Oppose HB 2045 and SB 1440 – Erosion of Qualified and Sovereign Immunity for Law Enforcement

January 26, 2021

HB 2045 (Bourne) creates a state civil cause of action for depravation of any person’s constitutional rights, privileges, or immunities by a law enforcement officer, including failure to intervene.  The bill creates liability for the law enforcement officer and any public or private employer that employs or contracts with the law enforcement officer. This proposed legislation provides for compensatory damages, punitive damages, attorney’s fees and other types of relief and penalties. The bill also provides for individual liability of up to $25,000 for the law enforcement officer in certain situations.  HB 2045 prohibits the use of both sovereign immunity and qualified immunity defenses and prohibits any limitation of liability or damages.  This bill creates liability for hiring, supervision, training, retention and use of police officers. The resulting effect of HB 2045 is that it creates a cause of action for every action or interaction a law enforcement officer has.

SB 1440 (Surovell) creates a civil cause of action for the unlawful use of force or failure to intervene by a correctional officer or law enforcement officer who violates Chapter 7.1 of Title 19.2 (regarding use of force, failure to intervene, prohibited practices etc.) during the performance of duties.  An officer’s public or private employer is liable if the events occur in the ordinary course of the employer’s business. The bill provides for recovery of compensatory damages, punitive damages and attorney’s fees and costs, and the language of the bill essentially negates the sovereign immunity defense. The effect of this bill is that a law enforcement officer may be sued for reasonable actions.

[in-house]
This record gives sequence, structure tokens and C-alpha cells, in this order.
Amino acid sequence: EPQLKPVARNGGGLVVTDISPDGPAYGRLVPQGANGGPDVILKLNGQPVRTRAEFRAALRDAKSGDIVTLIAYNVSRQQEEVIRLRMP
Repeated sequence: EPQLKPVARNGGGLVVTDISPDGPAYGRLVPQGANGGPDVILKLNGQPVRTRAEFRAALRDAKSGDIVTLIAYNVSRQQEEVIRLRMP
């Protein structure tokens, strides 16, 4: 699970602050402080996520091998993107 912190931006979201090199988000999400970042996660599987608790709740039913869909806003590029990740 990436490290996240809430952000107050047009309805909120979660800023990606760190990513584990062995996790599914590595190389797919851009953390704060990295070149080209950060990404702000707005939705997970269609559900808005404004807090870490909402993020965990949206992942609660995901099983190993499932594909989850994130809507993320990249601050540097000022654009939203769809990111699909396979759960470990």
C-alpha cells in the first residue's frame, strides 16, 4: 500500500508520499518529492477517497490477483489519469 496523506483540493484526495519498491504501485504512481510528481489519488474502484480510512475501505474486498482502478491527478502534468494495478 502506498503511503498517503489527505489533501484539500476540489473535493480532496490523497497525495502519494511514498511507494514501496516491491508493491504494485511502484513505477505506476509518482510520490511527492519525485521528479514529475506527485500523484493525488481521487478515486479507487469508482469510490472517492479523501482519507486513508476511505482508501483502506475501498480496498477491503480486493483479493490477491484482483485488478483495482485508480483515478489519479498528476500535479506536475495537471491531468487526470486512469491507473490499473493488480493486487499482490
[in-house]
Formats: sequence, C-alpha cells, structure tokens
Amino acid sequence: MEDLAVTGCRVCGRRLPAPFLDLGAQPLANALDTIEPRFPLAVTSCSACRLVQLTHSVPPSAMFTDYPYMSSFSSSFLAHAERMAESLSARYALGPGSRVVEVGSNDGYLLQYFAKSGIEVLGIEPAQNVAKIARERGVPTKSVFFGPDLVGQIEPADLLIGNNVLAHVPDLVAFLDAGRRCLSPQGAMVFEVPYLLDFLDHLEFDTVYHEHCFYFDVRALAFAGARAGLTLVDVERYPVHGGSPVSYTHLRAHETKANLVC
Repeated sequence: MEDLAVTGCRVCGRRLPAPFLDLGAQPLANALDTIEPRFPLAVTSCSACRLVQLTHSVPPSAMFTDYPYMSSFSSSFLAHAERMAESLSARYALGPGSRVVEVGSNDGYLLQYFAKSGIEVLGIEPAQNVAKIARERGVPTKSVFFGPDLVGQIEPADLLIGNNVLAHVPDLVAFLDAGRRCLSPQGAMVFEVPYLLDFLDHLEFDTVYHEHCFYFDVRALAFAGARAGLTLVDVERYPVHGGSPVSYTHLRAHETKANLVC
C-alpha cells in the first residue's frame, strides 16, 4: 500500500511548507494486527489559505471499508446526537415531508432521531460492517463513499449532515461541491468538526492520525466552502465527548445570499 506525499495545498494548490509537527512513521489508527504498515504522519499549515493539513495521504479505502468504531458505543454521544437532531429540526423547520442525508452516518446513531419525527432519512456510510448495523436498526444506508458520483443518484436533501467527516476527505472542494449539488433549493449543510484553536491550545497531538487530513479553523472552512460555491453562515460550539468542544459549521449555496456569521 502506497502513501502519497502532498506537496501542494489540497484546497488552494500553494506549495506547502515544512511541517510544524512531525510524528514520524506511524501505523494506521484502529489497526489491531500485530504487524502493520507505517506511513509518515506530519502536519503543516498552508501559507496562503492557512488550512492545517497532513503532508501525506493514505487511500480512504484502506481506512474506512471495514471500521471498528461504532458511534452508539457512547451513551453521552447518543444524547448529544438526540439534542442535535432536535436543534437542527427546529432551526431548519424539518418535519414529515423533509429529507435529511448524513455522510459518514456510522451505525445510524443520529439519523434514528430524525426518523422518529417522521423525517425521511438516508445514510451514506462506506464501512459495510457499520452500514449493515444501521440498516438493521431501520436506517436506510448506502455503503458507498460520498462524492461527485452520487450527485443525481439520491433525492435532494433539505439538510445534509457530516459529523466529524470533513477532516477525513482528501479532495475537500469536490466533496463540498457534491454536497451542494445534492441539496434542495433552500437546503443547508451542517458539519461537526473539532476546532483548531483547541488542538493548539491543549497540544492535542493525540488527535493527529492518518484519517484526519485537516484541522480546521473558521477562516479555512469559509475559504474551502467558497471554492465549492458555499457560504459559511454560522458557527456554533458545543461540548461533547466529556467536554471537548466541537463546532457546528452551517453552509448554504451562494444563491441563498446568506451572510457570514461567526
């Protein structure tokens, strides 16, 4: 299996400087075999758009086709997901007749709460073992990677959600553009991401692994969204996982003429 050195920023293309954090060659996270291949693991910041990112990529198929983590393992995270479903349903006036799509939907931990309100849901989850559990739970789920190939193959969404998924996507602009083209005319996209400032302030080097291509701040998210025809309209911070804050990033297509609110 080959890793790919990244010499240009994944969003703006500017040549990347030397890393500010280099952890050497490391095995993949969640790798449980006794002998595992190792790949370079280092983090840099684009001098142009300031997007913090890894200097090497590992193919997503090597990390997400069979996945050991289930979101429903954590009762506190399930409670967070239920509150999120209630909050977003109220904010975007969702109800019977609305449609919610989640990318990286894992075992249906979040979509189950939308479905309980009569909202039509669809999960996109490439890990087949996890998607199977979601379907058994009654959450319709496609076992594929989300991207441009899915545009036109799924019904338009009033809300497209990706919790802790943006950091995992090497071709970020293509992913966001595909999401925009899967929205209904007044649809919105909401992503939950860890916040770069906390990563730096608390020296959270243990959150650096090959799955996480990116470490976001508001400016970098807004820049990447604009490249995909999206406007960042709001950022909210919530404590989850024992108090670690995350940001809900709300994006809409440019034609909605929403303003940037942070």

Concerns

  • Law Enforcement Hiring, Retention, and Training
    • This would have a chilling effect on the hiring and retention of law enforcement/correctional officers.
    • It will be impossible to train for an unspecified standard of care.
  • Drastic Increases in Costs
    • Local Government would be vicariously liable for law enforcement and be subject to greater financial risk and increased frivolous litigation.
    • Law enforcement officers would have personal liability.
    • It will be extremely costly if not impossible to insure for this new unlimited liability.
  • Rippling Effects in the Community
    • There would be a chilling effect on use of law enforcement for private or community events and businesses.
      • This includes private security at churches, high school sporting events, concerts, raceways, etc.
    • Substantial obstacle to the provision of needed public services.
      • In terms of officers doing their jobs, maintaining staffing #s, etc.
      • Officers will be less likely to initiate an encounter with a citizen because of the potential for personal liability.
    • Officers cannot be expected to be legal scholars or think through legal arguments when attempting to perform their duties
  • Dramatic erosion of existing laws, which already provide the protections sought by these bills.
    • Officers do not have absolute immunity, and they can be held liable when they violate a clearly established constitutional right.

VACo Contacts: Chris McDonald, Esq. and Phyllis Errico, Esq., CAE

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